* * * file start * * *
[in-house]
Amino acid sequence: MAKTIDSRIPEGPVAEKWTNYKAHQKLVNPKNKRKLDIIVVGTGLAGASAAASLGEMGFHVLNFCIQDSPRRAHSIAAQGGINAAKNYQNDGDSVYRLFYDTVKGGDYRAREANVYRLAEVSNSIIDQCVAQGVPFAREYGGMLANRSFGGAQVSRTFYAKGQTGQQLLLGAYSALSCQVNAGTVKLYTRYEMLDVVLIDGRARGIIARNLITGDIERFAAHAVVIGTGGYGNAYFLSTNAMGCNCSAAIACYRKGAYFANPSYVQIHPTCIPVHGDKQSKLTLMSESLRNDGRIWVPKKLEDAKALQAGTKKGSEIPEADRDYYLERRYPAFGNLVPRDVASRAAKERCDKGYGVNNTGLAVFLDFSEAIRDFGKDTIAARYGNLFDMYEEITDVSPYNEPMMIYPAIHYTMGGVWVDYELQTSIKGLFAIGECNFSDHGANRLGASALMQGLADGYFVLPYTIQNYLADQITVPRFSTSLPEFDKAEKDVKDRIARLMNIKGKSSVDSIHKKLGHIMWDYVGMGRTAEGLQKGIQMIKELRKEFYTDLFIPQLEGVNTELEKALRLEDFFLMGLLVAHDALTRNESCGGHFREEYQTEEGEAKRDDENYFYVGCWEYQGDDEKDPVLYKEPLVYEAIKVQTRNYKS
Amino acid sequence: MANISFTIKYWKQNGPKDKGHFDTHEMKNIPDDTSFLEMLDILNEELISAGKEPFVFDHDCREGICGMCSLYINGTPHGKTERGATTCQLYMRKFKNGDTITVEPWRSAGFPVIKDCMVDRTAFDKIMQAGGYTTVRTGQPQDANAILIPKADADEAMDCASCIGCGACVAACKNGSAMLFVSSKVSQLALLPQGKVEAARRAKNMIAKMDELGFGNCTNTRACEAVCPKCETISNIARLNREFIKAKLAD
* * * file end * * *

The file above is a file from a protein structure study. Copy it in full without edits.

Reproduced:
[in-house]
Amino acid sequence: MAKTIDSRIPEGPVAEKWTNYKAHQKLVNPKNKRKLDIIVVGTGLAGASAAASLGEMGFHVLNFCIQDSPRRAHSIAAQGGINAAKNYQNDGDSVYRLFYDTVKGGDYRAREANVYRLAEVSNSIIDQCVAQGVPFAREYGGMLANRSFGGAQVSRTFYAKGQTGQQLLLGAYSALSCQVNAGTVKLYTRYEMLDVVLIDGRARGIIARNLITGDIERFAAHAVVIGTGGYGNAYFLSTNAMGCNCSAAIACYRKGAYFANPSYVQIHPTCIPVHGDKQSKLTLMSESLRNDGRIWVPKKLEDAKALQAGTKKGSEIPEADRDYYLERRYPAFGNLVPRDVASRAAKERCDKGYGVNNTGLAVFLDFSEAIRDFGKDTIAARYGNLFDMYEEITDVSPYNEPMMIYPAIHYTMGGVWVDYELQTSIKGLFAIGECNFSDHGANRLGASALMQGLADGYFVLPYTIQNYLADQITVPRFSTSLPEFDKAEKDVKDRIARLMNIKGKSSVDSIHKKLGHIMWDYVGMGRTAEGLQKGIQMIKELRKEFYTDLFIPQLEGVNTELEKALRLEDFFLMGLLVAHDALTRNESCGGHFREEYQTEEGEAKRDDENYFYVGCWEYQGDDEKDPVLYKEPLVYEAIKVQTRNYKS
Amino acid sequence: MANISFTIKYWKQNGPKDKGHFDTHEMKNIPDDTSFLEMLDILNEELISAGKEPFVFDHDCREGICGMCSLYINGTPHGKTERGATTCQLYMRKFKNGDTITVEPWRSAGFPVIKDCMVDRTAFDKIMQAGGYTTVRTGQPQDANAILIPKADADEAMDCASCIGCGACVAACKNGSAMLFVSSKVSQLALLPQGKVEAARRAKNMIAKMDELGFGNCTNTRACEAVCPKCETISNIARLNREFIKAKLAD